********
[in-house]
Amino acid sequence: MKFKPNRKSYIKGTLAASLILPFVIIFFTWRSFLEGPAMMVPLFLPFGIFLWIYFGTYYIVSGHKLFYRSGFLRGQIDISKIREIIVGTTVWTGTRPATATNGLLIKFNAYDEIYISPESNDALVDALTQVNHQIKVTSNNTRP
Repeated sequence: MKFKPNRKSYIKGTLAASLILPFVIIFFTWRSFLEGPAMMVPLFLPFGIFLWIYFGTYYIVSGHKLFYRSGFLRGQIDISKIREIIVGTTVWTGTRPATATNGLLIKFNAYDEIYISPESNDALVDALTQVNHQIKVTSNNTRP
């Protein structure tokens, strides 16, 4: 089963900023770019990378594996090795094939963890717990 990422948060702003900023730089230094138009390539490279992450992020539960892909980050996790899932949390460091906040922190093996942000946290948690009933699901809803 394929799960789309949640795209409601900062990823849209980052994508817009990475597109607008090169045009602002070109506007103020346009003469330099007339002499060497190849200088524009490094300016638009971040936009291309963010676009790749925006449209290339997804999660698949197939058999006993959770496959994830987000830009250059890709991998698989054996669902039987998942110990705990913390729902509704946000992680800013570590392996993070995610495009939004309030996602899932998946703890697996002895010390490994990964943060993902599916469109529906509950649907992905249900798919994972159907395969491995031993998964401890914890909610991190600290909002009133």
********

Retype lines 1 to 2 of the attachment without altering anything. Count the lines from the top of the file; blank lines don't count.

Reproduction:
[in-house]
Amino acid sequence: MKFKPNRKSYIKGTLAASLILPFVIIFFTWRSFLEGPAMMVPLFLPFGIFLWIYFGTYYIVSGHKLFYRSGFLRGQIDISKIREIIVGTTVWTGTRPATATNGLLIKFNAYDEIYISPESNDALVDALTQVNHQIKVTSNNTRP